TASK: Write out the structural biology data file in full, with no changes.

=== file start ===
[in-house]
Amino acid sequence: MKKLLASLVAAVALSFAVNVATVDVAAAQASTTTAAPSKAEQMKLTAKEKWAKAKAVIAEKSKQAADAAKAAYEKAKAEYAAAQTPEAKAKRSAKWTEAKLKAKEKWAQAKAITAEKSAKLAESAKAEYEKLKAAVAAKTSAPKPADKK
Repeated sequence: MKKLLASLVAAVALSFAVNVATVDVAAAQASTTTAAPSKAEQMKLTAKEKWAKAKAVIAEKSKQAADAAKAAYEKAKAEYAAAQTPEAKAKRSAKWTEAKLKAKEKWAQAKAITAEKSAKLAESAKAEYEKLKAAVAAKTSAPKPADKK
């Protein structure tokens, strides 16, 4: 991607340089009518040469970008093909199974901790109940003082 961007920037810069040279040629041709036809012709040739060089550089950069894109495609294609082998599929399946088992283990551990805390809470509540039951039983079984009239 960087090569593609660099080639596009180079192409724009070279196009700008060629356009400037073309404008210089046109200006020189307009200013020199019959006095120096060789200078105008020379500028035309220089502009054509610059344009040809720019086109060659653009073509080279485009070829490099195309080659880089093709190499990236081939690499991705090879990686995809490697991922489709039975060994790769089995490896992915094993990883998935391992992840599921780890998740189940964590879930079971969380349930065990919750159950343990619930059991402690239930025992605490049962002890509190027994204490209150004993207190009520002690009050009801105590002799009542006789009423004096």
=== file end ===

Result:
[in-house]
Amino acid sequence: MKKLLASLVAAVALSFAVNVATVDVAAAQASTTTAAPSKAEQMKLTAKEKWAKAKAVIAEKSKQAADAAKAAYEKAKAEYAAAQTPEAKAKRSAKWTEAKLKAKEKWAQAKAITAEKSAKLAESAKAEYEKLKAAVAAKTSAPKPADKK
Repeated sequence: MKKLLASLVAAVALSFAVNVATVDVAAAQASTTTAAPSKAEQMKLTAKEKWAKAKAVIAEKSKQAADAAKAAYEKAKAEYAAAQTPEAKAKRSAKWTEAKLKAKEKWAQAKAITAEKSAKLAESAKAEYEKLKAAVAAKTSAPKPADKK
């Protein structure tokens, strides 16, 4: 991607340089009518040469970008093909199974901790109940003082 961007920037810069040279040629041709036809012709040739060089550089950069894109495609294609082998599929399946088992283990551990805390809470509540039951039983079984009239 960087090569593609660099080639596009180079192409724009070279196009700008060629356009400037073309404008210089046109200006020189307009200013020199019959006095120096060789200078105008020379500028035309220089502009054509610059344009040809720019086109060659653009073509080279485009070829490099195309080659880089093709190499990236081939690499991705090879990686995809490697991922489709039975060994790769089995490896992915094993990883998935391992992840599921780890998740189940964590879930079971969380349930065990919750159950343990619930059991402690239930025992605490049962002890509190027994204490209150004993207190009520002690009050009801105590002799009542006789009423004096």